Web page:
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In “Lemonade,” Beyoncé again celebrates—and not just appropriates—the work of African artists

Screengrab/Lemonade by Beyonce
Beyonce embraces Africa, again and with credit.
  • Lynsey Chutel
By Lynsey Chutel


Published This article is more than 2 years old.

In her new “visual album” Lemonade, Beyoncé plays with a wealth of influences, including a strong African aesthetic. In several scenes she wears a voluminous, antebellum-styled dress made of bright, multicolored geometric African prints. In others, she wears tribal paint and beads and a braided crown that could have been at home on the head of a Zulu matriarch.

This isn’t the first time Beyoncé has drawn inspiration from across the Atlantic. On her last album, 2013’s self-titled Beyonce, she not only sampled Chimamanda Ngozi Adichie’s TED Talk on feminism, but gave the Nigerian author a featured credit on the track “Flawless.” And in the video for her 2011 hit “Run the World (Girls),” the pop phenomenon features dancers from the Mozambican dance crew Tofu Tofu. She nails every energetic step (in heels) of their Pantsula moves, a dance style that originated in South Africa’s segregated townships in the 1980s.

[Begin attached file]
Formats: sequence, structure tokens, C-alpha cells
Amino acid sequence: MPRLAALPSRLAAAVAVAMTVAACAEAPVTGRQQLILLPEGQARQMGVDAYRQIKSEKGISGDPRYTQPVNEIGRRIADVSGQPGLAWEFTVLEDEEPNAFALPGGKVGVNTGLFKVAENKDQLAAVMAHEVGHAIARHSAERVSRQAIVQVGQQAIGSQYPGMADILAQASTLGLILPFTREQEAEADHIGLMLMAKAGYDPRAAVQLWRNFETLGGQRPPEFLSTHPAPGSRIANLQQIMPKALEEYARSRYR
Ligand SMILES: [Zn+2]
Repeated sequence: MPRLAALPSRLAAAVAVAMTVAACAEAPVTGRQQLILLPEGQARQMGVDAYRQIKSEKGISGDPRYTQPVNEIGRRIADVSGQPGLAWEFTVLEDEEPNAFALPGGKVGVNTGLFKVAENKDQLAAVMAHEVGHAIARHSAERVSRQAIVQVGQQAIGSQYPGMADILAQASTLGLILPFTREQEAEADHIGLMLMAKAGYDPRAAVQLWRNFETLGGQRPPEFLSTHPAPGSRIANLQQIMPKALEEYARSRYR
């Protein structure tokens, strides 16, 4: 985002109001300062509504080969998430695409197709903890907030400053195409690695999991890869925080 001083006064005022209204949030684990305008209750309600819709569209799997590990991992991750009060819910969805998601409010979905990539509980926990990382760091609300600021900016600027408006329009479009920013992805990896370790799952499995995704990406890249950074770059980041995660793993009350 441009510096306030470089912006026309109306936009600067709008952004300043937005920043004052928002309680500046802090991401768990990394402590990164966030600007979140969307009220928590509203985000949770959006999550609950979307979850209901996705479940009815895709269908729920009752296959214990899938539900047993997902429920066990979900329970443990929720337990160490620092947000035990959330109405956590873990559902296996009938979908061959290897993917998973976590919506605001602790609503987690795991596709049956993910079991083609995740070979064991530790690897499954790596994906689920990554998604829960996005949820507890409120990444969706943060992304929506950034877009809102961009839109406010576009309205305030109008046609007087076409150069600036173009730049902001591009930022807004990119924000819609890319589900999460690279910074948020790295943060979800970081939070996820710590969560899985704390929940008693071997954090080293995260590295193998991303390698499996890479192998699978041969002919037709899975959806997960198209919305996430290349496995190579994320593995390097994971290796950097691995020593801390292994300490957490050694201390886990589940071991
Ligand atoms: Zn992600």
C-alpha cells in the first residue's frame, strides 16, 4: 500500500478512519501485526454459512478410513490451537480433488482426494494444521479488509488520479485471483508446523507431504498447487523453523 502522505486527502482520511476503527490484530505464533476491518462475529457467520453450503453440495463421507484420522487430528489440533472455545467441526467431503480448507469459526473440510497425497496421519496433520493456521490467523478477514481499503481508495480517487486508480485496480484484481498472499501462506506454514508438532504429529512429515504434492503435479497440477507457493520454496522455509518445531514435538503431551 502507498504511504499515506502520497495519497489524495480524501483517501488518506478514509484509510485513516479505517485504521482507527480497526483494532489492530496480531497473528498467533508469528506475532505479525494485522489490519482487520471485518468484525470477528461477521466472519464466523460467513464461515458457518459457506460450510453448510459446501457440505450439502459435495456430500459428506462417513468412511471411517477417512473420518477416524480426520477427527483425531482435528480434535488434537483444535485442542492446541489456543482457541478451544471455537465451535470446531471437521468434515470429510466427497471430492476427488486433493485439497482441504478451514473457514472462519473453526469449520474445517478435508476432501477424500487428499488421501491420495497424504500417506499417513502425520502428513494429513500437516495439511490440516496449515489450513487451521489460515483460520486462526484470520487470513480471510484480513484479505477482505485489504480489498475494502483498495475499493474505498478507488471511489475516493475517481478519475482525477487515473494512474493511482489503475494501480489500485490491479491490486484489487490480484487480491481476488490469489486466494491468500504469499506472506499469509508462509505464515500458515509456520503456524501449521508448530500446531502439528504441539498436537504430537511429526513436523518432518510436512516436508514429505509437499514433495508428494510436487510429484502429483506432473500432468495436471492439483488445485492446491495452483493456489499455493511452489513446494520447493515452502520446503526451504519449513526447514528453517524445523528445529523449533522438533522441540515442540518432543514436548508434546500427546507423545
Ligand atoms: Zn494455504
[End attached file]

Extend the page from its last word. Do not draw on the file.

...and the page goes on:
With Lemonade, the inspiration Beyoncé takes from African artists again goes beyond simple borrowing and constitutes real collaboration. That’s especially noteworthy in light of the fact that both she and the British band Coldplay were criticized earlier this year for what critics described as unimaginative cultural appropriation and tired Bollywood tropes in their video for the single “Hymn for the Weekend.”

This time, Beyoncé gives African artists recognition in scenes that are neither typical nor tired. In “Sorry,” dancers line up, swaying and jerking in their bus seats, covered in the intricate patterns of Nigerian artist Laolu Senbanjo.

Screengrab/Lemonade by Beyonce
Beyonce covered her dancers in the work of Nigerian artist Laolu Senbanjo.

The patterns, at once swirling chaos and rational symmetry, are what Senbanjo calls “Afromysterics,” a term he coined in 2007 meaning “the mystery of the African thought pattern.”

Born in Ilorin, Nigeria, and now based in Brooklyn, New York, Senbanjo relies on Yoruba tradition for his very modern work, which is also featured on limited edition pairs of Nike Air Max. A former human rights lawyer, Senbanjo says his art also draws on feminism and his work with women and children.

Lemonade is an album that goes beyond Beyoncé’s personal experience. It builds on the shared lives of black women, seen in the displays of sisterhood featuring tennis champion Serena Williams and a bevy of young black women.

Dreamscape by Laolu Senbanjo.

The album is made all the more poignant by the words of the Kenyan-born, Somali-British poet Warsan Shire. Named the first Young Poet Laureate of London in 2014 at age 25, Shire’s work has captured the experience of migrants, and more recently, black womanhood. Shire’s very personal poems of heartbreak, disappointment, and female identity, read by Beyoncé, link the chapters of the story in Lemonade and create a narrative rather than a traditional track list.

Here’s hoping that when Beyoncé takes Lemonade on the road, she includes a few African stops on her tour.

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